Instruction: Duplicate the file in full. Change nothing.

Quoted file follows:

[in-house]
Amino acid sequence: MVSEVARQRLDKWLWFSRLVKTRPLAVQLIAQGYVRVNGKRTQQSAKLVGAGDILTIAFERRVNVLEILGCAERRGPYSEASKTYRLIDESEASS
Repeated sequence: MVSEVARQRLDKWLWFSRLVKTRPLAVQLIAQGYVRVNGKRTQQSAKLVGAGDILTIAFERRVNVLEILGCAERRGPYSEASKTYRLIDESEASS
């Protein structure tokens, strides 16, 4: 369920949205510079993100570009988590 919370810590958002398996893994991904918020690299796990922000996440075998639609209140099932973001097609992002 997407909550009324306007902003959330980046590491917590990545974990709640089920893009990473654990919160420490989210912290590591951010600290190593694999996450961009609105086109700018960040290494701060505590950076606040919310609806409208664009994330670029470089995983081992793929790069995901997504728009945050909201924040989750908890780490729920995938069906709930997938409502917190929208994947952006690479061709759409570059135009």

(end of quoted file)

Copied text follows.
[in-house]
Amino acid sequence: MVSEVARQRLDKWLWFSRLVKTRPLAVQLIAQGYVRVNGKRTQQSAKLVGAGDILTIAFERRVNVLEILGCAERRGPYSEASKTYRLIDESEASS
Repeated sequence: MVSEVARQRLDKWLWFSRLVKTRPLAVQLIAQGYVRVNGKRTQQSAKLVGAGDILTIAFERRVNVLEILGCAERRGPYSEASKTYRLIDESEASS
């Protein structure tokens, strides 16, 4: 369920949205510079993100570009988590 919370810590958002398996893994991904918020690299796990922000996440075998639609209140099932973001097609992002 997407909550009324306007902003959330980046590491917590990545974990709640089920893009990473654990919160420490989210912290590591951010600290190593694999996450961009609105086109700018960040290494701060505590950076606040919310609806409208664009994330670029470089995983081992793929790069995901997504728009945050909201924040989750908890780490729920995938069906709930997938409502917190929208994947952006690479061709759409570059135009």